Tutorial: Gregorian chant in MuseScore.
  • Regards.

    I have created this tutorial to write Gregorian chant in modern notation in MuseScore. It is in Spanish and English. The English translation was done in Google Translator. If someone wants to help me improve the translation, write me to the email that appears in the tutorial.

    Below I will put some examples made with this technique.
  • These are two examples made in MuseScore. The Kyrie of the Missa de Angelis and the Graduale of the 17th Sunday after Pentecost.
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  • Very neat and helpful. Thanks. However, is there a way to put and use Gregorian chant notation using Musescore? That would be even better...
  • Greetings.
    Thank you, Andrew, for your comment. No. Unfortunately in MuseScore it is not possible to use square notation.
  • m_r_taylor
    Posts: 116
    I have an interest in creating chant notation alongside modern notation in one score. I'm guessing Lilypond should be able to do that?

    It would wonderful if the graphical entry programs could support chant notation easily - one developer at Dorico said they'd like to, but it may take many years since the demand is very low.
  • Incardination
    Posts: 833
    If you want to write music in chant notation, it seems that GABC is the best way to go with a number of tools (mostly free) available.

    If you are looking to merge modern and chant, that can be done with graphics in a music program - I typically use Finale, but I would be surprised if most don't have similar capacity.

    Attached is an example from Iesu Dulcis (Allen). When I do intonations for polyphonic Masses, I always include the snippet of the intonation in chant as well as the music so one can see the transition of pitch from the intonation to polyphony and understand where it is derived from. Also attached an example of that.
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  • Richard MixRichard Mix
    Posts: 2,061
    The explanation is very clear and the English is excellent with just a few rough spots:
    26. What we will do is subdivide each phrase into small measures. This will allow us to distribute more efficient and
    the notes in each system more efficiently and

    39. To add ties and slurs where they are needed, select the notesbind the notes with a bow, anywhere necessary, the notes are selected by pressing at the same time the «Ctrl» key is pressed. Then itpress the «S» key.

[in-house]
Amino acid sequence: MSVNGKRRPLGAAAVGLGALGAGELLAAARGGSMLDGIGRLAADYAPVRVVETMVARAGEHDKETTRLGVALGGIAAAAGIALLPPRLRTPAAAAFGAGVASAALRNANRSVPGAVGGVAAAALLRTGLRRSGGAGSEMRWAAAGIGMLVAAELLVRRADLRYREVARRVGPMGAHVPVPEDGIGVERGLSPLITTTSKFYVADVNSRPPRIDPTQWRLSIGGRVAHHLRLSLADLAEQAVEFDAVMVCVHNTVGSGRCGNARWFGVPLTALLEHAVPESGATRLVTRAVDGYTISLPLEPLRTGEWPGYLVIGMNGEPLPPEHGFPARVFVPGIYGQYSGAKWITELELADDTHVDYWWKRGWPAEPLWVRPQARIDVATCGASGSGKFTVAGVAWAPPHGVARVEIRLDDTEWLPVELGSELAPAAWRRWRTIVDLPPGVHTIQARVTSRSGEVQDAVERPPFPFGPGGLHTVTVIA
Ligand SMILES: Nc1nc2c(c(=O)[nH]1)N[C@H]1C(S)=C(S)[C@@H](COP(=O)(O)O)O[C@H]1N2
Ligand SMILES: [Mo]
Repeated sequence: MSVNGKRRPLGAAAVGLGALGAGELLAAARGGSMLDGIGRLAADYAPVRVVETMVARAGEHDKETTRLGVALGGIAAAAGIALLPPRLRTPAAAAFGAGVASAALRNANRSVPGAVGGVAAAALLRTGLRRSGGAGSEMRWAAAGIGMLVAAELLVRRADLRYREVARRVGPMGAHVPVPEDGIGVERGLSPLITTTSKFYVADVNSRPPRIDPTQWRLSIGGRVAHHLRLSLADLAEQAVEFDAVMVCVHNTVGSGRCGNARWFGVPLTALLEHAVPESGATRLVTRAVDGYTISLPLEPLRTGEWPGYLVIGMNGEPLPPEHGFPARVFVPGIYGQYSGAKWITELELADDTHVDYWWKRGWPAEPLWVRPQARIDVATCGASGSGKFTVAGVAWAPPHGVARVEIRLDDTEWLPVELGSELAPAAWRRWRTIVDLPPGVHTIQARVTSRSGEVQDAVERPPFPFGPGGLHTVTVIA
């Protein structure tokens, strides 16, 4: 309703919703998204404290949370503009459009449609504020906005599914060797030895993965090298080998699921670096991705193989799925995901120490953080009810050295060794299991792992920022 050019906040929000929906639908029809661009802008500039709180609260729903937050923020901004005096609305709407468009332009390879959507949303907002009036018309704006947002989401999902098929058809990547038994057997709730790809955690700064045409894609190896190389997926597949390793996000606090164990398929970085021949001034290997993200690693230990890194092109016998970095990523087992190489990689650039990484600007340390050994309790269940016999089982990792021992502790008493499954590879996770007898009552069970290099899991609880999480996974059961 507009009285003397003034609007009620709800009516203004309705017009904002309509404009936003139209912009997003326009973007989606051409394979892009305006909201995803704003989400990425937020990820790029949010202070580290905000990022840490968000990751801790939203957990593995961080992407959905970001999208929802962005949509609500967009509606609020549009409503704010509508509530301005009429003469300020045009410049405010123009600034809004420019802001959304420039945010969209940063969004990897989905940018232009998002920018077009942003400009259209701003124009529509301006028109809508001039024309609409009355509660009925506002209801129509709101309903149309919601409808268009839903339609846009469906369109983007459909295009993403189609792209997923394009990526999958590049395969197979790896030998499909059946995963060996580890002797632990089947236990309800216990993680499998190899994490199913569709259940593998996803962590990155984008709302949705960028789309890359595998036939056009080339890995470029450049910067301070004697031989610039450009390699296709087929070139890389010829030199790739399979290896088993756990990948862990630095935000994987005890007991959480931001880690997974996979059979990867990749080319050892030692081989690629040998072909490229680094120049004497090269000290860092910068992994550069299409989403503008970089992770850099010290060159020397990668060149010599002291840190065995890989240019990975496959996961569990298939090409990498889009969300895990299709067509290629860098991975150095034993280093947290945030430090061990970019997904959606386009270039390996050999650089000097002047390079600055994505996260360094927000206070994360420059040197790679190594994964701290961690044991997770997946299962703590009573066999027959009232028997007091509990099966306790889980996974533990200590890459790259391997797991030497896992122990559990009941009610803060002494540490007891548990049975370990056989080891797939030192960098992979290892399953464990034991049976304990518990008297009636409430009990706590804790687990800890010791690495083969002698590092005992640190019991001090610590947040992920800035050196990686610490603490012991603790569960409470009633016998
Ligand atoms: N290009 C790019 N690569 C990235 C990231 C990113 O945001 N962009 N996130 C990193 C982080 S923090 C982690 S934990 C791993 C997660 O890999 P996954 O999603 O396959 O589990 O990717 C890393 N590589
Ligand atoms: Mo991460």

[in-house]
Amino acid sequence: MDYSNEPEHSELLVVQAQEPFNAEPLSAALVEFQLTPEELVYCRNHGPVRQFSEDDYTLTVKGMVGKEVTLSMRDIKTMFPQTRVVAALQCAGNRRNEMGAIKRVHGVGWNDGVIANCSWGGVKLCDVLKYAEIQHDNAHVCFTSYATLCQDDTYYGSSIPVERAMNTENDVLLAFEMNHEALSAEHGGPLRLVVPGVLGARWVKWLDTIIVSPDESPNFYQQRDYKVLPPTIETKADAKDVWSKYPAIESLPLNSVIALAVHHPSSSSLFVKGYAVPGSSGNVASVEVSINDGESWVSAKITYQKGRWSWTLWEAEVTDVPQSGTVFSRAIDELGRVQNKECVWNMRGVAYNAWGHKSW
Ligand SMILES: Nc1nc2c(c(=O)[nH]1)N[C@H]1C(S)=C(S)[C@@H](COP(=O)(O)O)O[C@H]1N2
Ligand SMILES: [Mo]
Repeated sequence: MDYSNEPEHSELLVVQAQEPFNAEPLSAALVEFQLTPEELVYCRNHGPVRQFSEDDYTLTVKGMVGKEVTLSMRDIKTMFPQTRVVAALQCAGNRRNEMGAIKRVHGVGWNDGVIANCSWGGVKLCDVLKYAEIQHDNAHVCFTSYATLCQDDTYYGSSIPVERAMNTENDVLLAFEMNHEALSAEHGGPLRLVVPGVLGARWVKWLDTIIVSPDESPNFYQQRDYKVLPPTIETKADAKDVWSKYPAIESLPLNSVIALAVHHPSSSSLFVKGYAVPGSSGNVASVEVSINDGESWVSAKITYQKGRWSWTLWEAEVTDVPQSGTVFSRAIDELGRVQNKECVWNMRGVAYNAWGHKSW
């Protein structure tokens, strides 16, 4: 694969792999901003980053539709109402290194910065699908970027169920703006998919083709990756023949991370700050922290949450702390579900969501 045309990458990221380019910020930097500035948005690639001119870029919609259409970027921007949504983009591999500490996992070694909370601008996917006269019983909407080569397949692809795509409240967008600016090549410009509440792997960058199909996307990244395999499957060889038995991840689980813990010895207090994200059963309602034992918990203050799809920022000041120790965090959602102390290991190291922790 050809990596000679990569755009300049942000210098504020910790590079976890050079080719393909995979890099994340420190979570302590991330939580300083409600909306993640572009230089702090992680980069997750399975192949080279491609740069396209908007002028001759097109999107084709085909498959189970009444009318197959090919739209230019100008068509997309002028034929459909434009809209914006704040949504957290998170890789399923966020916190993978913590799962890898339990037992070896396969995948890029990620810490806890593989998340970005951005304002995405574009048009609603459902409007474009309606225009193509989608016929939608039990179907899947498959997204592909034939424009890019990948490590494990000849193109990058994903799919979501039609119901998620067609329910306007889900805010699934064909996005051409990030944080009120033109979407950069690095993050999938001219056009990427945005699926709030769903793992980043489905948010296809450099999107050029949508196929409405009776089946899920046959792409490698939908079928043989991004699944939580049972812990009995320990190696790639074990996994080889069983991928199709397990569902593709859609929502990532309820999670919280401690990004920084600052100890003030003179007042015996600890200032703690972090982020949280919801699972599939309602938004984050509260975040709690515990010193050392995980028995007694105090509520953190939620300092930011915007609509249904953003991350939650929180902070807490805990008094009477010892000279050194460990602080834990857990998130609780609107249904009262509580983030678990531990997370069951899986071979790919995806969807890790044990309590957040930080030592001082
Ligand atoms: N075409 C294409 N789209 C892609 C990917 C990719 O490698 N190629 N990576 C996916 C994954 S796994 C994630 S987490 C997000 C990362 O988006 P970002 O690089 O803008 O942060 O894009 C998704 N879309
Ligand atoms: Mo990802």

48. With the help of the mouse or the keyboard we locate said can place the line in the position we need.

    50. Once the transcripttion is completed, the letter is added. We will see that aspect lyrics [or underlay] can be added, as we will see in the next section. We proceed in the same way with the rest of the score. Below we show a comparative[comparison], by way of example, of the development of the first systems next to the model. Remember that it is recommended to add the letter at the same time it advances by fragments. underlay as you go.

  • Thanks, Richard, for your corrections.
  • a_f_hawkins
    Posts: 1,857
    m_r_taylor - yes Lilypond can do both, though I haven't tried it. Another thing I know is possible is to embed Lilypond into the free word processors Open Office and Libre Office. The extension OoLilypond works in both, I have recently checked it still works, but have not used it for about five years.
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  • GerardH
    Posts: 138
    ...is there a way to put and use Gregorian chant notation using Musescore?

    @AndrewSteinerPiano So it turns out it is possible to do this. It isn't easy. At all.

    Most of the Gregorian note shapes have been included into Unicode. This means that they can be inserted into scores from the Master Palette (Shift+F9). They are, however, just symbols, with no real meaning on the score. It is possible to attach them to notes to get their placement on the stave, but as soon as you're dealing with neumes of more than one note, the task becomes exponentially more difficult.

    Attached is a pdf of a score I made. I wanted the Gregorian tone 8g for the odd verses of the Magnificat to pair with a Magnificat Octavi Toni by Lassus. To make it easier to sing the chant at the correct pitch, I decided to attempt writing the Gregorian notation on modern staves, similar to the Weinmann Graduale. The results were actually quite satisfactory, but this was largely because the chant was simple, and once I had the handful of necessary neumes placed once, I could copy and paste them as often as needed. The forum software won't allow me to upload the .mscz file, so it is available on Google Drive here.

    I have also attached the finished product for those who may want it - I stole a score for the Lassus from CPDL, broke apart the pdf, and interpolated the chant verses I created.
  • davido
    Posts: 236
    I have done it with Lilypond a number of years ago. It works for syllabic hymns like the notation in the English Hymnal, but if there are any long melismas, the square notes and the modern notation don’t match well. Plus square notation entry is terribly complicated in Lilypond.

    Just give up on square notes and do it all in stemless modern notation. That’s what should have been done with chant all along...